'Gideon's Army' rallies around 4-year-old boy

Hundreds of hot rodders turn out for Camas cancer patient

By Stover E. Harger III, Columbian neighborhood news coordinator

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For one night, at least, the 4-year-old boy didn't think about the terrifying truth of cancer.

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Learn about Gideon Janku and his condition, click here.

Or check out “Gideon’s Army” on Facebook

When Gideon Janku went to sleep May 16, next to parents Dee-Anna and Scott at their Camas home, he wasn't sad or scared. He never once uttered the word "cancer," a topic that has consumed the family since Gideon was diagnosed with Spitz melanoma in May 2013.

Instead, the boy's mind raced with thoughts of hot rods, mudders and a monster truck named "Hope."

Over and over again, he'd drift off to sleep, then spring to life to talk more about the unbelievable night where hundreds of vehicles and thousands of people filled the Home Depot parking lot in east Vancouver.

And it was all for him.

A few months earlier his mom's heart ached when Gideon told her he didn't want to go to the same store, normally his favorite place. A large portion of his left cheek was gone after a series of surgeries to remove melanoma. "I don't want them to see me," he told her.

But last week, he didn't mind when all eyes were on him, many tearful, as he strolled for a few giddy hours in a sea of purring hot rods.

That evening, Gideon smiled. Even though his family had just learned a few days earlier that he had three enlarged lymph nodes that needed to be removed.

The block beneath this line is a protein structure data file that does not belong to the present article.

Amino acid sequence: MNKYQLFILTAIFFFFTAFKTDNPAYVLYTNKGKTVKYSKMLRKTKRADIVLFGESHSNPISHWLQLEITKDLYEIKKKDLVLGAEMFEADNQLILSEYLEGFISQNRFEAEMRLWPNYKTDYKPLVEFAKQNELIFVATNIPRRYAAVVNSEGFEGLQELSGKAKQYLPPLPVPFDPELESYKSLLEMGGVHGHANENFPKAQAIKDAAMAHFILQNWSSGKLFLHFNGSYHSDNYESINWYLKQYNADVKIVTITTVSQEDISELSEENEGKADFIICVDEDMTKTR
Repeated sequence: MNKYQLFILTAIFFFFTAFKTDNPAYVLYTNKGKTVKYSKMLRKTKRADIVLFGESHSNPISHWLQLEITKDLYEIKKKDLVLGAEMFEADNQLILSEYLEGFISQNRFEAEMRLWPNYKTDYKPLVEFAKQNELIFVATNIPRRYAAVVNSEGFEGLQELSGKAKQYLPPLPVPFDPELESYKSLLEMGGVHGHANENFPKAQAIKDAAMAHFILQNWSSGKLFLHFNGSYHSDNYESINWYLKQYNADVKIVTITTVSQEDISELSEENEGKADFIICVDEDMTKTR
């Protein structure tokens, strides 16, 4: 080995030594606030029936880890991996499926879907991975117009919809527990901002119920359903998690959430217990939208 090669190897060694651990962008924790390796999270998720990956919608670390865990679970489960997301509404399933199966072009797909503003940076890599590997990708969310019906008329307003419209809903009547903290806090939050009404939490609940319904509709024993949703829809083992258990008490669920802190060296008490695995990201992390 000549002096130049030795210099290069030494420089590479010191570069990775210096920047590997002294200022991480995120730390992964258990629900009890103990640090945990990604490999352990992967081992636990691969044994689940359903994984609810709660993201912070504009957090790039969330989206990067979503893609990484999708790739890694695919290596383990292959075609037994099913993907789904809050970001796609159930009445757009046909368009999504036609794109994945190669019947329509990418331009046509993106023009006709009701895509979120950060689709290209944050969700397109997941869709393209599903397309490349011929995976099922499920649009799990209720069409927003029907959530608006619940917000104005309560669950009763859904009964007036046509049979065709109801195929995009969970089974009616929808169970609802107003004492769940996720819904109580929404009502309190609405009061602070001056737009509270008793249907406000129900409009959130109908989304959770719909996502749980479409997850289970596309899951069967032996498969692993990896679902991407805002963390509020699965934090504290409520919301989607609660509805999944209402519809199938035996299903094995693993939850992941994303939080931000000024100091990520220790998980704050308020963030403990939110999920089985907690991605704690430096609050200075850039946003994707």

"He just wants to be a 4-year-old boy and not always have to remember (he has cancer)," Dee-Anna said. "That night he did not think about it for one minute."

Gideon's melanoma, rarely found in children, is being treated at the St. Jude Children's Research Hospital in Memphis, Tenn. The family has had to go back and forth to Memphis for checkups and surgery.

They're still battling.

"There is currently no cure for pediatric melanoma," Dee-Anna said. "The best chance for a good outcome is to catch it early, however most cases, like Gideon's, end up with a severely delayed diagnosis because most doctors don't suspect melanoma in young children. Gideon's prognosis is hard to determine. It will depend on if and how far the disease spreads, which is why regular scans and quarterly skin checks are important. Even with that, it is hard to know where this journey will take us."

Next month, when the family of seven returns from their Make-A-Wish trip to Disney World, they'll take Gideon back to St. Jude for another round of surgery to remove the newly discovered hard lumps in his neck, which have grown at a steady pace. Dee-Anna said doctors suspect the cancer is metastatic.

But that's in June. Right now, Dee-Anna said, it's about letting Gideon be a happy boy, as carefree as possible. While flying to Florida on Tuesday, Gideon gave candy to passengers and handed out Matchbox cars — presents from his May 16 Make-A-Wish event at Home Depot — to every other child on the plane.

The first time he went for treatment at St. Jude, Gideon brought his toy cars with him. But he came home with none.

"He gave them all away to other kids," Dee-Anna said.